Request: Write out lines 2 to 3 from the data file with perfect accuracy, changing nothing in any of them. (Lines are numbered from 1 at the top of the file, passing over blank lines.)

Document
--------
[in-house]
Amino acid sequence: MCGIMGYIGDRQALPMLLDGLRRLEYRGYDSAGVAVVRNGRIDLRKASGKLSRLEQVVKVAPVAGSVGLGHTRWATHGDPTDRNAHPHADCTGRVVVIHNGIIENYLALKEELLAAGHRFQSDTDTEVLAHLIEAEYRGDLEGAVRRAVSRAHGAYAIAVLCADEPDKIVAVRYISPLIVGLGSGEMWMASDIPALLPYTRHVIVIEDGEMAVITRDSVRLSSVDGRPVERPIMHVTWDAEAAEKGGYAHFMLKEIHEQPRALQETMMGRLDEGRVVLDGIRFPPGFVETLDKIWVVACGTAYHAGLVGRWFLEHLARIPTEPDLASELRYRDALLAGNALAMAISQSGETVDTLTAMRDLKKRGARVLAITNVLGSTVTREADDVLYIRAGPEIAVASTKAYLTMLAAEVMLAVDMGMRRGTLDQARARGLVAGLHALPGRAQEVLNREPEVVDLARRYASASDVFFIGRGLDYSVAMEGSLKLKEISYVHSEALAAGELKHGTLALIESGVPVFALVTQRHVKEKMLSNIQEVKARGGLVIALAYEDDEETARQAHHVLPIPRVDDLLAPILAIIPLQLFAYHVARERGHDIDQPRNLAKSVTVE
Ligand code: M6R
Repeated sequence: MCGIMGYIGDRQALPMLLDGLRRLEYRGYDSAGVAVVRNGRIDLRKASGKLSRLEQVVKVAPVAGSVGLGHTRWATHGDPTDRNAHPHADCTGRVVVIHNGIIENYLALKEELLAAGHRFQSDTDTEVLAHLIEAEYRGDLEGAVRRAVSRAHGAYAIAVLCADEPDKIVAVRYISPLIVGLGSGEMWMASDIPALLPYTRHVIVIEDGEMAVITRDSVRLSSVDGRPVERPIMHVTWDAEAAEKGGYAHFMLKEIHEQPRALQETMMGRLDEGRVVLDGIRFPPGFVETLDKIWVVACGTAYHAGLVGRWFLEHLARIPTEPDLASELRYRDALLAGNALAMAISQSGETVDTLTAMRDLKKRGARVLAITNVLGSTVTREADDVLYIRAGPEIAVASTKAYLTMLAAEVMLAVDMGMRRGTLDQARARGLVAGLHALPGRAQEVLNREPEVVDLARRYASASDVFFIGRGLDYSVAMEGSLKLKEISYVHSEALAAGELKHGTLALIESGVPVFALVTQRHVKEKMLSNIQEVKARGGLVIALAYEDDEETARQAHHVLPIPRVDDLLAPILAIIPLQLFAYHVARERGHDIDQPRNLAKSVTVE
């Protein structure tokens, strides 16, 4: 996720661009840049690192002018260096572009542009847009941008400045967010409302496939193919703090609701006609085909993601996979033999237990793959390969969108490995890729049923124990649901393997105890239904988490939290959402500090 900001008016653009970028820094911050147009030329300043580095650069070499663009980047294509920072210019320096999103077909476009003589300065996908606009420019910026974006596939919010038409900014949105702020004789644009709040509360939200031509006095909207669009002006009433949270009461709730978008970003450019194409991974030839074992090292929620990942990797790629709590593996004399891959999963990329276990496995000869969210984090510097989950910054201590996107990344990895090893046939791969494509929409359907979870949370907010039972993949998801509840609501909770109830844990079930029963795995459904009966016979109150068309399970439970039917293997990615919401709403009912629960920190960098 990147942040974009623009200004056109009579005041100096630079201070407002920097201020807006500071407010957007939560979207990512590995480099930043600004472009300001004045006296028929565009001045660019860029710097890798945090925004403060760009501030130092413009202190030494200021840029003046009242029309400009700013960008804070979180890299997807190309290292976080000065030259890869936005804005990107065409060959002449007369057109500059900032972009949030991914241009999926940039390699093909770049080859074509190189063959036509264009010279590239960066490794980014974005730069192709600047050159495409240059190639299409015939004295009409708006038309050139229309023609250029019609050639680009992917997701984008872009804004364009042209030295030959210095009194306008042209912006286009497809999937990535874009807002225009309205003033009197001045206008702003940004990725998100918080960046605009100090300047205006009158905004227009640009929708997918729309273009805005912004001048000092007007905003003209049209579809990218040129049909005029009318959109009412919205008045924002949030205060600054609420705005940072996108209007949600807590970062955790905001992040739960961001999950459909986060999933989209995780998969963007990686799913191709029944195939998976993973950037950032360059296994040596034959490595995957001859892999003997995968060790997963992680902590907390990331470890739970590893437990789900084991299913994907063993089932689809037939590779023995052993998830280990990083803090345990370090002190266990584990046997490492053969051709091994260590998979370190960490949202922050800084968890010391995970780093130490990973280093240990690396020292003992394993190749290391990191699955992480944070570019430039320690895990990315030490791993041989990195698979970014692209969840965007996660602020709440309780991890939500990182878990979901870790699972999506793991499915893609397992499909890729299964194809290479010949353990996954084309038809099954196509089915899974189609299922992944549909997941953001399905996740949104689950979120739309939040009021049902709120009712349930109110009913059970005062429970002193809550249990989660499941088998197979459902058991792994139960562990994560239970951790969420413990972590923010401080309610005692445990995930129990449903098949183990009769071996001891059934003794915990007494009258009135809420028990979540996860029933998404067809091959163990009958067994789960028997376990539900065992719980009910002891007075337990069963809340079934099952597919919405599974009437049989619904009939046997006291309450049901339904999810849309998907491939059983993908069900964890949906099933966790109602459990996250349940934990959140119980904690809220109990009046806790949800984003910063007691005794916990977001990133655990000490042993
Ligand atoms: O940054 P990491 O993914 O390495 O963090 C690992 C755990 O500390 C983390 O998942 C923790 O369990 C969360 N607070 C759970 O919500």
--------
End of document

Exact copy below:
Amino acid sequence: MCGIMGYIGDRQALPMLLDGLRRLEYRGYDSAGVAVVRNGRIDLRKASGKLSRLEQVVKVAPVAGSVGLGHTRWATHGDPTDRNAHPHADCTGRVVVIHNGIIENYLALKEELLAAGHRFQSDTDTEVLAHLIEAEYRGDLEGAVRRAVSRAHGAYAIAVLCADEPDKIVAVRYISPLIVGLGSGEMWMASDIPALLPYTRHVIVIEDGEMAVITRDSVRLSSVDGRPVERPIMHVTWDAEAAEKGGYAHFMLKEIHEQPRALQETMMGRLDEGRVVLDGIRFPPGFVETLDKIWVVACGTAYHAGLVGRWFLEHLARIPTEPDLASELRYRDALLAGNALAMAISQSGETVDTLTAMRDLKKRGARVLAITNVLGSTVTREADDVLYIRAGPEIAVASTKAYLTMLAAEVMLAVDMGMRRGTLDQARARGLVAGLHALPGRAQEVLNREPEVVDLARRYASASDVFFIGRGLDYSVAMEGSLKLKEISYVHSEALAAGELKHGTLALIESGVPVFALVTQRHVKEKMLSNIQEVKARGGLVIALAYEDDEETARQAHHVLPIPRVDDLLAPILAIIPLQLFAYHVARERGHDIDQPRNLAKSVTVE
Ligand code: M6R